More staff in customer service roles will seek new employment this month than in any other, with new research showing that almost two-fifths of workers in these positions will seek to leave their post in January.

A seasonal slump in engagement and motivation is believed to be behind the spike in dissatisfied staff, and a survey by quality assurance improvement platform EvaluAgent found that 40 percent of customer service employees are less happy in January than any other month, leading to 39 percent actively searching for a new role.

The financial impact of this employee churn is considerable – based on the average customer service worker’s annual salary of £21,000, each departure costs businesses at least £6,300 due to recruitment expenses and reduced productivity.

The report estimates that around five percent of customer service workers will actually leave their jobs in January, so with 640,500 people currently in customer service roles across the UK, this could mean businesses stand to lose around £201,757,500 in January alone.

The survey also revealed that employers seem to be underestimating the issue, with 70 percent of workplaces not believing that staff are more likely to change jobs in January than in other months.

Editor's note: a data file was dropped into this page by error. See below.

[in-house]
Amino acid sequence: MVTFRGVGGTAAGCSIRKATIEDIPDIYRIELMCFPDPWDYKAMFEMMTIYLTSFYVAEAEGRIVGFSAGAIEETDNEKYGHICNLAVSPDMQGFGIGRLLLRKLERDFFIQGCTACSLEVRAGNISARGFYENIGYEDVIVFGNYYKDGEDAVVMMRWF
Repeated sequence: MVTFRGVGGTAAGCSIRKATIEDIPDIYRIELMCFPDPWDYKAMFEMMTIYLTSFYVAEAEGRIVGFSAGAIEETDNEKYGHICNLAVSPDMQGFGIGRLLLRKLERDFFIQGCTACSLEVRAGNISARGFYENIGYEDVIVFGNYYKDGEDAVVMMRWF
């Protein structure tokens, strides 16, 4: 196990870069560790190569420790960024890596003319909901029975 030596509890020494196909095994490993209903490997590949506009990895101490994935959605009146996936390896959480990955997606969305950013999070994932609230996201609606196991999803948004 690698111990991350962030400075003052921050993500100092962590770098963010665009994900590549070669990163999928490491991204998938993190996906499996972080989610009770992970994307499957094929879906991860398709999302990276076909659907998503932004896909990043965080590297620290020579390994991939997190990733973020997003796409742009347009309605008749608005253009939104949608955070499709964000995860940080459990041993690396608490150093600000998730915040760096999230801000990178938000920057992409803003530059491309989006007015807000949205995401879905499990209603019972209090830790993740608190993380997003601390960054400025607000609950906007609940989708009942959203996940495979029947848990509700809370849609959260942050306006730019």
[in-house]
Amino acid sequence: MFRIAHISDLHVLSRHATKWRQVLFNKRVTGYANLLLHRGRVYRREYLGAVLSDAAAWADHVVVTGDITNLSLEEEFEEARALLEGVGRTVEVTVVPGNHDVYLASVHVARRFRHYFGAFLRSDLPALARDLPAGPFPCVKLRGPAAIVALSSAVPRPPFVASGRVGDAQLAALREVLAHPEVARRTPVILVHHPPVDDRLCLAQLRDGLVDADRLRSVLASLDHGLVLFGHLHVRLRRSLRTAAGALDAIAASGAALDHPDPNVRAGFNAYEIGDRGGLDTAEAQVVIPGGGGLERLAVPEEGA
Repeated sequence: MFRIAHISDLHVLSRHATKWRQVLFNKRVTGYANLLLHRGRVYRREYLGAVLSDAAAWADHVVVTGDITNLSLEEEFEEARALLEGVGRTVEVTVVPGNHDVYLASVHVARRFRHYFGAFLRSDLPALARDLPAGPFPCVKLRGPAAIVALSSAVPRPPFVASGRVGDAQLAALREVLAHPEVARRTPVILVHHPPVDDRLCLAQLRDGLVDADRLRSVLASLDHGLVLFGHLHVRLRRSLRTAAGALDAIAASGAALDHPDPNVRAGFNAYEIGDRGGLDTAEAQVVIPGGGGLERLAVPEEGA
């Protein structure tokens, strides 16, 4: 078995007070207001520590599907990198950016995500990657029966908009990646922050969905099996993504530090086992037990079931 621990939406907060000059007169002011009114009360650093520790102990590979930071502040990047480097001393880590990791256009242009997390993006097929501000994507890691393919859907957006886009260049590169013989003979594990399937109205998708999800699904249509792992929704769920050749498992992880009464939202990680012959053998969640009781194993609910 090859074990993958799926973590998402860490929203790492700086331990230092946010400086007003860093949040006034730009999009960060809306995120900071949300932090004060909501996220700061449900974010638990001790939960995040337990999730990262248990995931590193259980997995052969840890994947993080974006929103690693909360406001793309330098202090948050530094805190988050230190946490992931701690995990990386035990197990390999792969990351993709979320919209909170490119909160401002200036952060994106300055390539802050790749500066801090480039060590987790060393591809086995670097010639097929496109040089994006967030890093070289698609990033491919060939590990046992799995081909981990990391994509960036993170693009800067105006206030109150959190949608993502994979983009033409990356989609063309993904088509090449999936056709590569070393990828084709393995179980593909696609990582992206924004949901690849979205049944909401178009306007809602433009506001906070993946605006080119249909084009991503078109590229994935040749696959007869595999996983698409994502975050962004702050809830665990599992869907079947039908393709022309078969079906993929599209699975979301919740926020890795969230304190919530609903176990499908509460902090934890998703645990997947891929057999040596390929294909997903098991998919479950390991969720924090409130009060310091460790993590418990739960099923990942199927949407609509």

Fortunately, according to the research there are a number of engagement strategies that would successfully prevent customer service employees from starting their January job hunt.

According to the research, financial incentives such as salary increases and bonuses alone are an ineffective solution, with 47 percent of those surveyed saying that money would not affect their decision as to whether to stay or leave their company in January.

This was especially true for younger workers, with 59 percent of 18-24 year olds saying that money is not an effective motivation.

Instead, the research showed that businesses should be utilising a full spectrum of tools to boost employee engagement, including regular and timely feedback, which was deemed as effective as a cash bonus by 54 percent of employees.

Non-financial reward schemes were almost as popular, with 44 percent of employees saying these would prevent them from looking for a new job at the start of the year, while more than a third (36 percent) said employee benefits such as healthcare and flexitime would encourage them to stay.

Goal-based objectives can be an effective way of improving motivation, by increasing the sense of purpose and pride in a person’s work. Twenty-four percent said that this would be enough to make them reconsider looking for a new role.

Jaime Scott, co-founder and CEO of EvaluAgent, said: “High employee turnover in January is a real problem for many businesses, and can cause significant problems when it comes to productivity and customer satisfaction levels.

“Our research clearly shows there is a direct link between employee engagement and turnover, suggesting that businesses need to be making far more effort to engage their workforce at this time of year if they are to prevent the annual surge in departures.”

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